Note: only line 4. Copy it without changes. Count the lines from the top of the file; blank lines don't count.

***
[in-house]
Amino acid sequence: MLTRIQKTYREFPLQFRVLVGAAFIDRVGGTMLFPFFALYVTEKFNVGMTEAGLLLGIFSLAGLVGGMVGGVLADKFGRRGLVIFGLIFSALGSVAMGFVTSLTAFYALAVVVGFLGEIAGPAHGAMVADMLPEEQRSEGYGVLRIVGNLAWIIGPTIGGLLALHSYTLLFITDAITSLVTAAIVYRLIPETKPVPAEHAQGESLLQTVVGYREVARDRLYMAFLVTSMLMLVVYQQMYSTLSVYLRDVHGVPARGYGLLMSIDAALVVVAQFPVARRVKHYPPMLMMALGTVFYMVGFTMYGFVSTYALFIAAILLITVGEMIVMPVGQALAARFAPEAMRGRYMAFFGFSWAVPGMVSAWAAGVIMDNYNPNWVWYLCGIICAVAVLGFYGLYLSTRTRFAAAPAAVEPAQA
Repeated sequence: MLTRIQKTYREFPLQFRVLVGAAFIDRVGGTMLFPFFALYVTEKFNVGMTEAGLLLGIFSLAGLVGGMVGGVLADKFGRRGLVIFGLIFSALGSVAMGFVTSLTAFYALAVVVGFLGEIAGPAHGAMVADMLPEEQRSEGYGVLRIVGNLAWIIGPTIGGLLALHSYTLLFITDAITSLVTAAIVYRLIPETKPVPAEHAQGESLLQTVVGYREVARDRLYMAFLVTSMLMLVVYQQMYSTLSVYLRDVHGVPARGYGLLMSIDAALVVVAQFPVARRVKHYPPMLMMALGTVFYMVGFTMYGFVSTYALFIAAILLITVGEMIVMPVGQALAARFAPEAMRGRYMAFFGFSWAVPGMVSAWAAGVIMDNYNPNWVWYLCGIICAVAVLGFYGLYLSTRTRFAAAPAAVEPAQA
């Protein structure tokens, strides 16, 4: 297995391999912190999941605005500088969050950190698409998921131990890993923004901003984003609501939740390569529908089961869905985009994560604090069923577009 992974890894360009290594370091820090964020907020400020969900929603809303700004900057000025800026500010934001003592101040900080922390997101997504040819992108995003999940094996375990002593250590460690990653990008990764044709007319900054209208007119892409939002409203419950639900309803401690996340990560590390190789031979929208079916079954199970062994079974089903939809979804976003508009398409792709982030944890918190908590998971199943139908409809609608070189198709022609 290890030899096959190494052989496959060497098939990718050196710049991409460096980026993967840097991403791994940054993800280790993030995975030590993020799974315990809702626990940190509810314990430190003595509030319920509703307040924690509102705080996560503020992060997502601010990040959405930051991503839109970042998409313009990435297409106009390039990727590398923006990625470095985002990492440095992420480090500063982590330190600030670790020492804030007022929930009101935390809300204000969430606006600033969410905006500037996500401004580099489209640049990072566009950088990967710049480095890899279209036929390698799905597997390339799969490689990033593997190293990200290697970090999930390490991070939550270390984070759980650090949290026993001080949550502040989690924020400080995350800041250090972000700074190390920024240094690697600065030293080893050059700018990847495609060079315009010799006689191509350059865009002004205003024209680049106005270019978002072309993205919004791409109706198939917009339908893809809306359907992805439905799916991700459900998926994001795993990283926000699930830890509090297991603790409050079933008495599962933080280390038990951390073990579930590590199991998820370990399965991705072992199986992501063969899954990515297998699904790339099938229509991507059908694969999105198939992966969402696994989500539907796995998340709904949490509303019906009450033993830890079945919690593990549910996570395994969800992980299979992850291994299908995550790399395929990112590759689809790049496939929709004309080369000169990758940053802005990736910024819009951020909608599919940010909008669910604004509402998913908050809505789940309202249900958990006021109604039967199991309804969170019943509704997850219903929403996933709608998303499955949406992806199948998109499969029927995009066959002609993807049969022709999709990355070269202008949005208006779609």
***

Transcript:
């Protein structure tokens, strides 16, 4: 297995391999912190999941605005500088969050950190698409998921131990890993923004901003984003609501939740390569529908089961869905985009994560604090069923577009 992974890894360009290594370091820090964020907020400020969900929603809303700004900057000025800026500010934001003592101040900080922390997101997504040819992108995003999940094996375990002593250590460690990653990008990764044709007319900054209208007119892409939002409203419950639900309803401690996340990560590390190789031979929208079916079954199970062994079974089903939809979804976003508009398409792709982030944890918190908590998971199943139908409809609608070189198709022609 290890030899096959190494052989496959060497098939990718050196710049991409460096980026993967840097991403791994940054993800280790993030995975030590993020799974315990809702626990940190509810314990430190003595509030319920509703307040924690509102705080996560503020992060997502601010990040959405930051991503839109970042998409313009990435297409106009390039990727590398923006990625470095985002990492440095992420480090500063982590330190600030670790020492804030007022929930009101935390809300204000969430606006600033969410905006500037996500401004580099489209640049990072566009950088990967710049480095890899279209036929390698799905597997390339799969490689990033593997190293990200290697970090999930390490991070939550270390984070759980650090949290026993001080949550502040989690924020400080995350800041250090972000700074190390920024240094690697600065030293080893050059700018990847495609060079315009010799006689191509350059865009002004205003024209680049106005270019978002072309993205919004791409109706198939917009339908893809809306359907992805439905799916991700459900998926994001795993990283926000699930830890509090297991603790409050079933008495599962933080280390038990951390073990579930590590199991998820370990399965991705072992199986992501063969899954990515297998699904790339099938229509991507059908694969999105198939992966969402696994989500539907796995998340709904949490509303019906009450033993830890079945919690593990549910996570395994969800992980299979992850291994299908995550790399395929990112590759689809790049496939929709004309080369000169990758940053802005990736910024819009951020909608599919940010909008669910604004509402998913908050809505789940309202249900958990006021109604039967199991309804969170019943509704997850219903929403996933709608998303499955949406992806199948998109499969029927995009066959002609993807049969022709999709990355070269202008949005208006779609």